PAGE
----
• Day5

    Hainanese Chicken Rice & Singapore Sling

    April 3, 2019 in Singapore ⋅ 🌧 28 °C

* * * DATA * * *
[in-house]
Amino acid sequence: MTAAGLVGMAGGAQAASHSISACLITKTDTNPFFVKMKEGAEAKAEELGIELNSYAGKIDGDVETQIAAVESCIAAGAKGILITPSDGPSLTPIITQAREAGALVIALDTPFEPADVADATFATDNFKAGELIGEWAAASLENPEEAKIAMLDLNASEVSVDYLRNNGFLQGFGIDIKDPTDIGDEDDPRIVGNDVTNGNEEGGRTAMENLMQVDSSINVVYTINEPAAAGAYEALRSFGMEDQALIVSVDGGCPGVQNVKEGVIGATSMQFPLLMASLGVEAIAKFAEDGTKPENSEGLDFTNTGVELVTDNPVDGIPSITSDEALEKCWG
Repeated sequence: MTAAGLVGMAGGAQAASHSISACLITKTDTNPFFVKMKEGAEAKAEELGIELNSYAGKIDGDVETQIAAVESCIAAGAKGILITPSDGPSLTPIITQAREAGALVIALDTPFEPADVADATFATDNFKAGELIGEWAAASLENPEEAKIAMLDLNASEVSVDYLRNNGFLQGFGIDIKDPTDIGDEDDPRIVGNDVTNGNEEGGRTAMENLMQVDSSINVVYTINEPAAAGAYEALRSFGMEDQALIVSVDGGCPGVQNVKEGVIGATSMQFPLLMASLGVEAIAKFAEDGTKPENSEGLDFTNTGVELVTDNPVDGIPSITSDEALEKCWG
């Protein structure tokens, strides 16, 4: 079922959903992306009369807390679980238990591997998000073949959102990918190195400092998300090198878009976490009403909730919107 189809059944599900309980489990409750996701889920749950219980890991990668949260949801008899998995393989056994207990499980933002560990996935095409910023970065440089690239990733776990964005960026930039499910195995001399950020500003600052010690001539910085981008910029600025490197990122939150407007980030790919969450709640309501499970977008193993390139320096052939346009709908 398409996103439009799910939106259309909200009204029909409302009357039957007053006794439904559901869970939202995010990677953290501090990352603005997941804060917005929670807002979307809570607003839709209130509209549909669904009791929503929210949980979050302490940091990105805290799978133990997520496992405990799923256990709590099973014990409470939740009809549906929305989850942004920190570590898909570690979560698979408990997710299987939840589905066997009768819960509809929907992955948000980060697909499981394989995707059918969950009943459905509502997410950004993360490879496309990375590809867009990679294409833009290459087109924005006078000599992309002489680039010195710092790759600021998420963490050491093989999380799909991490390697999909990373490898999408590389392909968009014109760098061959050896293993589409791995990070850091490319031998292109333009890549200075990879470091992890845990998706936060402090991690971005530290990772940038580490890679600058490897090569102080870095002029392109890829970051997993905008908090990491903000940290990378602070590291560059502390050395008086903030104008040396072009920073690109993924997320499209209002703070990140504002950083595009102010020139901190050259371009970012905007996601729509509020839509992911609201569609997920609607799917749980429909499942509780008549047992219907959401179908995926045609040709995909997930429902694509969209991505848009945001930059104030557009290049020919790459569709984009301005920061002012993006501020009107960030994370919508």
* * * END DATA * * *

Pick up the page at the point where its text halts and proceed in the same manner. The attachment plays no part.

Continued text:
At work we experienced some Japanese culture including balloon making and lunch. I can now make a balloon dog or giraffe by the way. After work, I met M for dinner on Smith Street which is where the heart of Chinatown is. We made our way to one of the two hawker stalls that was awarded the Michelin Star. This was also our cheapest meal in Singapore - the iconic Chicken Rice. Traditionally the chicken is poached but we had heard it was better roasted so we went with that option. It was pretty delicious. We met a guy called Peter who sat at our table, an American guy who recently graduated college and was traveling alone for a Vietnamese wedding. Once we finished eating, we invited him to walk the street with us for dessert and looking in the shops. We had sweet corn traditional ice cream (who knows?) that actually was made from sweet corn. I know because there were the clear plastic-y bits of the corn that get stuck in your teeth in it. We stopped to check out another hawker centre and took the opportunity to try a durian smoothie. Durian is a fruit. Google a picture. It’s actually banned from some places because of its terrible, strong odor. It tastes nearly as weird but was a must try. Shortly after we parted way with our need friend and met one of my work mates at Long Bar, the originator of the Singapore Sling. The Singapore Sling is a gin cocktail that was created to give women something to drink prior to 1915. It was pretty tasty, but not $32 SGD worth, but I’m glad for the experience. You are allowed to throw your peanut shells on the floor and the free peanuts were bottomless which helped make up the outrageous price of the drink. I left my personal phone behind and had to go back to the bar with my fingers crossed it was still there. They made me unlock the phone in front of them to prove it was mine, I really appreciated this! Singapore is considered a “fine” country because you have to pay a fine for just about any wrong doing, including chewing gum which is illegal. Singaporeans like to play by the rules and I enjoy this.Read more